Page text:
1. What does sharing mean within and beyond the rhizo14 community?

A lot of sharing goes on at rhizo14, and there is a sense that openness is a value of rhizo14. The remix culture has been very evident in rhizo14, and creativity and remix have brought a lot of pleasure.  Communities of Practice literature and others have identified the importance of the boundary in the propagation of knowledge.  The facility for stuff and people to cross boundaries presents great opportunities, but with these come tricky questions of how we share and what we do with what is shared.  A great set of ‘rules’ that has helped sharing is Creative Commons Licenses, not always enforceable but signifying intent in a sharing and use context.
opendiscusspt1 opendiscusspt2opendiscusspt3














A dilemma presented by research data sharing is current at rhizo14 FB group, and raises, for me at any rate, some very interesting issues about how we do Open Research.  The twitter stream fragment gives an indication of the controversy, and the discussion of what is appropriate uses of open research data by ‘others’ (those ‘outside’ the community) is playing out on the rhizo14 Facebook group.  I raised the issue of ethics of use of open/closed data for research purposes in rhizo14 at the time it became clear that a group doing auto-ethnography, and a group of which I am a part were both doing research around rhizo14.

The data arrangements for the second group are at whilst those for the first group are the subject of discussion at the FB group and publicly here and here.*

I became involved in this discussion because I had contributed to the auto-ethnography open Google document but had deferred on authorship of any subsequent outputs (as was possible within the invitation).  The complication that I presented was that I had asked not to be quoted (on reflection this created problems for the auto-ethnographers).
I resolved my personal dilemma by deleting my contribution, in consultation with members of the auto-ethnography group. However, the issue of who can use the information in the auto-ethnography is still the subject of discussion – on the FB group and publicly on Twitter.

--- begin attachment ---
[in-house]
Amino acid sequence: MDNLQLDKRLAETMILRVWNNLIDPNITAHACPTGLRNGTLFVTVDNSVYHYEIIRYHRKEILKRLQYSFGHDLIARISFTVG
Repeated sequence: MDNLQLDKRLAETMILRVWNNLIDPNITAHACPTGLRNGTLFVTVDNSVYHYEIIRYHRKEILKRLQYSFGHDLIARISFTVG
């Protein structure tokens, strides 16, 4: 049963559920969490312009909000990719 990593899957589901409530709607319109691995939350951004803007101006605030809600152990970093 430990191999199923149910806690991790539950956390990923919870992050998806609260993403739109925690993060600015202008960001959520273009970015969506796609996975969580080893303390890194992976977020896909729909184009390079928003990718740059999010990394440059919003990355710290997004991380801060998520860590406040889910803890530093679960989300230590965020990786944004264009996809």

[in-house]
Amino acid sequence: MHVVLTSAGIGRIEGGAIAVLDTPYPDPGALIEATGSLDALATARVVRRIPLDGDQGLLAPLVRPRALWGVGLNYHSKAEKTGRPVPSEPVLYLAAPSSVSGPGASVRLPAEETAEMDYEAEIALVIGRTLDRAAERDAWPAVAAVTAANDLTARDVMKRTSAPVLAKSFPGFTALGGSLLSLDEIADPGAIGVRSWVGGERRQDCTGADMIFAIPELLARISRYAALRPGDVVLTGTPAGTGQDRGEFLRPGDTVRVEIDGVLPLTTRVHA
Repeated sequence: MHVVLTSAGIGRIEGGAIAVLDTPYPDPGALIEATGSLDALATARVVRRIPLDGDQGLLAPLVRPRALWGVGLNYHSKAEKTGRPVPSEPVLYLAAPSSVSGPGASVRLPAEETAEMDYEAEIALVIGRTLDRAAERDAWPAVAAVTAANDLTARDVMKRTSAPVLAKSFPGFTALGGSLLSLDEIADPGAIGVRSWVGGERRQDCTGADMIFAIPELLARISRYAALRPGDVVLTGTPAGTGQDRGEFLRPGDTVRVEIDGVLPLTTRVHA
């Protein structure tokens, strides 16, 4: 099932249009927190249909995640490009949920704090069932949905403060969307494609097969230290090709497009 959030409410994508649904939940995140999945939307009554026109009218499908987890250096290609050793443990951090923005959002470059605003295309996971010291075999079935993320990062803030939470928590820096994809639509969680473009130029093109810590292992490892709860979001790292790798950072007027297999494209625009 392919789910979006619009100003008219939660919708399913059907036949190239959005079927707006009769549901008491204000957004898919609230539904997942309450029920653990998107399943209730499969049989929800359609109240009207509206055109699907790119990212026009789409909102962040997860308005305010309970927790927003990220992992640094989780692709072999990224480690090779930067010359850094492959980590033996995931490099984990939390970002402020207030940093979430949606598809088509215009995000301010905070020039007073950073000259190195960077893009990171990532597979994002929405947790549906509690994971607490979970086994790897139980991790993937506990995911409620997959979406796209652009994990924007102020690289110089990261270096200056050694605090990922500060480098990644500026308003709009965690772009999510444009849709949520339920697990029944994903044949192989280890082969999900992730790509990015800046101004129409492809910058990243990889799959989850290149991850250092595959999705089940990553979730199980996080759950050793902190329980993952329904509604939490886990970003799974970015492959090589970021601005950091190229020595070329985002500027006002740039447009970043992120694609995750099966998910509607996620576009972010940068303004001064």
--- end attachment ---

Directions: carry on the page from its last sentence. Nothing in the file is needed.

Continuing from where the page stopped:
Discussion of Agency

As humans we can have moral agency – this may be the different thoughts and feelings that guide the way we act.  I suggest that sharing our ethical stance with others can help our moral agency within a network of human and technical agents.  I am not thinking of a set of rules but rather our expectations and ethical stance that we could share with other moral agents.  What I have observed in the discussion on the ethics of use of information from the auto-ethnography document is that some participants seem to assume there is a ‘common decency’ approach to the use of ‘open’ information. This is a little dangerous I think and may be explained by an unwarranted assumption of community.

We can also think of technology as ‘moral agent’ where permissions and constraints on agency can be coded into a system, as I described in who can access a FB group.  This can be useful, especially if helps clarify expectations-  hard rules, hard boundaries can be explained in help pages and observed in action when we fail to access the FB group link because we are not logged into Facebook.   Even these hard rules can be overcome by human agency.  I cut and paste one part of FB help page – this was within my personal ethics where doing the same with a rhizo14 FB group post would not be. When I did accidentally violate that in a blog post, I tried to resolve the situation, by consulting the person affected.

Some Tentative Conclusions

An important element of the digital moral agent’s backpack to complement their ethical literacy is the digital literacy of having an active understanding of the ethical and other implications of using a digital space/service for communication.  This is especially important when one’s practice in spaces is research.

As well as the overhead of ‘cluttering ‘ the communication, there are benefits in clarifying use of information, utterances, multimedia in practice.  This may be done informally within a close group of friends, rarely discussed, but the more open the use and sharing of information, the more important it is to clarify how we expect that information to be used, if we wish to minimise problems.  This applies just as much to Facebook (with their unclear use in the above extract from Help of the words member – Facebook or group?- and anyone – anyone on the Internet or anyone on Facebook) as to those of us participating and researching in rhizo14.  I hope that rhizo14 research subjects benefit from our statement of how we use the research data.  I know I would have benefited from a clearer statement of expectations and behaviours in rhizo14.  I am not suggesting a set of hard and fast rules but rather a starting point for discussion on how we behave around rhizo14.